Throughout her life, Okei has to re-adapt. Whether it is due to the war and the starting of a new era in Japan and with it the change of mentalities and new codes, or the emigration to the new world for survival. She has to learn to readjust, like her compatriots, to the American culture in Coloma, California, the El Dorado country, where the big Gold Rush took place from 1848 to 1855, fourteen years before Okei and her rural community arrived in the area.

Until her last breath, Okei was longing to go back to her home in Aizu but realised that her feet took her where she had to be buried, at the site of the old settlement, on top of Gold Hill colony in California.

If only she hadn’t murdered an imperial army officer, in panic, fear and in self defence and especially after the Crane Castle had fallen. She was certain that her deed would be considered a crime rather than an act of war and that is why she could never go back to her beloved Aizu. She realised and accepted that she had to submit to her fate and to the fact that the so far trustworthy, Henry and his wife, who was her mistress and friend, left California for Japan without ever keeping contact with her which is a big disappointment for Okei and a betrayal of the trust she had for them.

Touching in parts, violent and bloody in others, it’s a well documented novel with abundant action. A very colourful epic with vividly intense historical details. A good insight into Japanese and American history of the time.

 

 


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Author:
• Thursday, January 31st, 2008

Anita Shreve was born in Dedham Massachusetts in 1946 from an airline pilot father and a housewife mother. She graduated from Tufts University. She worked as high school teacher at Amherst College, Massachusetts. She started writing her novels while working. She was awarded an O. Henry Prize in 1975 for her book “Past The Island, Drifting”.

She then stopped writing fiction in the late 1970s and worked as a journalist in Nairobi, Kenya for three years. She wrote for Quest magazine, US magazine, New York Times and New York magazine. She decided to give up journalism and dedicate herself full-time to writing fiction. Her books were translated into many languages and she won The Pen L.L. Winship Award and the New England Book Award for fiction. She currently lives between Longmeadow Massachusetts and New Hampshire.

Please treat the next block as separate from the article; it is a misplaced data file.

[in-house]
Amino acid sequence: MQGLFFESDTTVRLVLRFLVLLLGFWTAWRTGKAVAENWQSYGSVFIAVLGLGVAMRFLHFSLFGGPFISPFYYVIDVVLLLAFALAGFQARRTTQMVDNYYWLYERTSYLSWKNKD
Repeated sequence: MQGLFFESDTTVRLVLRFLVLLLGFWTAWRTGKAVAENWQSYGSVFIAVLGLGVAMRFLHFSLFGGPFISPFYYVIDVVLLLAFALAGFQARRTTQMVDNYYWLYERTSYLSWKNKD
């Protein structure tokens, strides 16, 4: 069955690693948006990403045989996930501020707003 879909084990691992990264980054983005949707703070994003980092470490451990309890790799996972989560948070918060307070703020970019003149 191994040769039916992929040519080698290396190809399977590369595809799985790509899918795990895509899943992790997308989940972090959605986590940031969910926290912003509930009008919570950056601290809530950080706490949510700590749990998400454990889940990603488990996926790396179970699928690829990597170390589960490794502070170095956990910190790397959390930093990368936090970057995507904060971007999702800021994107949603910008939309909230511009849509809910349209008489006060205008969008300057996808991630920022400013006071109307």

Anita Shreve wrote several novels :
Eden Close in 1989.
Strange Fits of Passion in 1991.
Where or When in 1993.
Resistance in 1995.
The Weight of Water in 1997.
The Pilot’s Wife in 1998.
Fortune’s Rocks in 2000.
Sea Glass in 2002.

She wrote non-fiction books :
Dr. Balter’s Child Sense in 1985.
Dr. Balter’s Baby Sense in 1985.
Working Woman in 1986.
Remaking Motherhood in 1987.
Who’s in Control in 1988.
Women Together, Women Alone in 1989.

Kathryn is the pilot’s wife and she is the main character of the novel. The story is about her tragedy, her distress, her love, her deceit and her rage, and how she has to deal with the initial shock when she is woken up in the middle of the night by a knock on the door to be told by Robert Hart, the pilot’s union employee, that her husband died in a plane crash with 103 passengers, 10 miles off the coast of Ireland and that there were no survivors.

The novel is divided in two parts, the first half describes in simple, clear prose Kathryn’s struggle to deal with her shock, loss and grievance, while trying to pull herself together for the sake and protection of her 16-year old daughter Mattie, with the help of the kind Robert Hart.

This part holds some hints to prepare readers for what follows in the second half which is full of unexpected painful revelations, challenging Kathryn’s prowess to deal with the truth of her marriage and what has become of it. What appeared at the beginning to be a sad and quiet story turns out to be a gripping one, a thriller combined with the difficult defiance between loss, love and betrayal but also about some hope for the future.